Every line of every calculation should be dimensionally correct (carry your units, read Appendix A of online book).

Your work should be laid out neatly enough to be read by someone who does not know how to do the problem. Part of your job as an engineer will be to convincingly get the right answers. Your job on the homework is to practice this.

i) Some problems may seem like make-work because you already know how to do them. If so, you can get full credit by writing in full "I can do this problem but don't feel I will gain from writing out the solution" or, in short, "Can do, don't want to." You can keep doing this unless/untill your grader/TA challenges your self-assessment.

j) Computer work should be well commented (sample). Your name should be near the top of the computer text file. Before handing in, you should highlight (or circle with a colored pen) your name on the computer printout. At least some part of any other computer output should also include your name, printed by the computer. Highlight (or circle) your name on each page.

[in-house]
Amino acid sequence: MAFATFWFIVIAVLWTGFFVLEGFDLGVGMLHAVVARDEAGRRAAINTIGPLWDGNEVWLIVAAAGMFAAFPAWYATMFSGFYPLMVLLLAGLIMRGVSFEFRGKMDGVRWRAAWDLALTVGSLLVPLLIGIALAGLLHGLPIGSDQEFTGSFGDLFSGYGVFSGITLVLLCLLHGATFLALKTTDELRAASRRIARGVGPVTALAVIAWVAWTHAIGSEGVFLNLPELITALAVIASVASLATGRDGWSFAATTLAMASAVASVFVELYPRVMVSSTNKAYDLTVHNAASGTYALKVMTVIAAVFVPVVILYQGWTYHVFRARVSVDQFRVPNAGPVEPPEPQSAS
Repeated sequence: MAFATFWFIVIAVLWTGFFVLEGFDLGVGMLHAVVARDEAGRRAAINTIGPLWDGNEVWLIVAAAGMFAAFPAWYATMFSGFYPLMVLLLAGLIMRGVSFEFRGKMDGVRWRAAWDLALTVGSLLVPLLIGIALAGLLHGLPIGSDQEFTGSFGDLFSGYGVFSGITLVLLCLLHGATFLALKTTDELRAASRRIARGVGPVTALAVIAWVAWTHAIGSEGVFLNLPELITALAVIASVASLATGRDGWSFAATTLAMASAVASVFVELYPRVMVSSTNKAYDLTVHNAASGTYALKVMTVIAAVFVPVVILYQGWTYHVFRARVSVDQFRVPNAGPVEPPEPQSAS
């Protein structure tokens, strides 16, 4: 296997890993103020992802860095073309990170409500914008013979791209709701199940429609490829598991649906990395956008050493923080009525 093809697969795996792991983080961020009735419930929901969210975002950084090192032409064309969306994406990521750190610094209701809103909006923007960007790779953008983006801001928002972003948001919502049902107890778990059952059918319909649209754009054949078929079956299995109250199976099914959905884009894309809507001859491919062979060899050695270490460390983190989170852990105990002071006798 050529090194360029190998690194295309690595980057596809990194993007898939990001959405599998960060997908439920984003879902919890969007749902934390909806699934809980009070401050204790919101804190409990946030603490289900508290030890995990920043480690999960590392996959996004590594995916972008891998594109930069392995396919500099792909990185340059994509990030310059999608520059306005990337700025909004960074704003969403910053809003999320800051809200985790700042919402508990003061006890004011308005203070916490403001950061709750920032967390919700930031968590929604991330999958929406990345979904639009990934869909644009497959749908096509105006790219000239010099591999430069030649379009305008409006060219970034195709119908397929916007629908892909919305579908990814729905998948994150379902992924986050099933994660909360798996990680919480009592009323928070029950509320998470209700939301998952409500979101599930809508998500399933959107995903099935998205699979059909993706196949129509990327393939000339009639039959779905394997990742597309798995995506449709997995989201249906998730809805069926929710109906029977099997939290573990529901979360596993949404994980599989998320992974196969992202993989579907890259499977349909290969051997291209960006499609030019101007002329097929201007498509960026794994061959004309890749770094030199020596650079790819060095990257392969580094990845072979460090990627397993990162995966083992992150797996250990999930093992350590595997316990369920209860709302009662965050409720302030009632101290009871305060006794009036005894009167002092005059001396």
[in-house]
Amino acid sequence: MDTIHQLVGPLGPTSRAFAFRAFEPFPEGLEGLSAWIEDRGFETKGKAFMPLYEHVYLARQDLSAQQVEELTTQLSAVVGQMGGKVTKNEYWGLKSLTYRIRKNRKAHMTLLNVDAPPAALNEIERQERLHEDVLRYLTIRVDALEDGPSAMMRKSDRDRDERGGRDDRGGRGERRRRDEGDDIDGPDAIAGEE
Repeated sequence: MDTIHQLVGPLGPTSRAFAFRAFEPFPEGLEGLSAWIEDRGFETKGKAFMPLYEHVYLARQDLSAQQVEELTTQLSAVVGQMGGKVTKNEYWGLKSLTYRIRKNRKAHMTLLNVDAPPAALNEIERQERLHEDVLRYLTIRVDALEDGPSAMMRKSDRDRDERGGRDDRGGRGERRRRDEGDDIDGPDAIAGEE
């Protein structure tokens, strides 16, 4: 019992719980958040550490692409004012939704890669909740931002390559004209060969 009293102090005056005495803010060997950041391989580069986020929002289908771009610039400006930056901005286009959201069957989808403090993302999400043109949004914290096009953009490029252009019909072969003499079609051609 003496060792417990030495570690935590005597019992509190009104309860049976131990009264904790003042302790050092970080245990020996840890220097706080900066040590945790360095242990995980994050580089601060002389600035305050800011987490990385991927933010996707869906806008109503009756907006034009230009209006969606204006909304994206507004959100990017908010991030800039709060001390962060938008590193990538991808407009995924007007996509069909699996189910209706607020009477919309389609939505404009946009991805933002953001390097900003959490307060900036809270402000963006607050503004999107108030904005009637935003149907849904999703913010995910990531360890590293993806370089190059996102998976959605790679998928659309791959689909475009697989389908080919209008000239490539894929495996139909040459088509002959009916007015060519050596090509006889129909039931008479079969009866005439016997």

k) At least one problem in each week should be "solutions quality". This should start on a fresh page, use single sides, and not have a new problem start on the same page. It should be self-contained, including, for example, enough of a problem restatment so that a reader need not see the original problem statement. It should be clear and convincing enough so that another TAM 2020 student (who has not done the problem and does not know how to do it) can read your solution, understand it, and judge that it is correct. The first word of this solution should be "SOLUTION". Your solution may be selected for posting (without your name). If you do not want your solution posted, please say so on the top of each homework.

l) Grading and regrading. We have a reasonable homework grading and re-grading policy.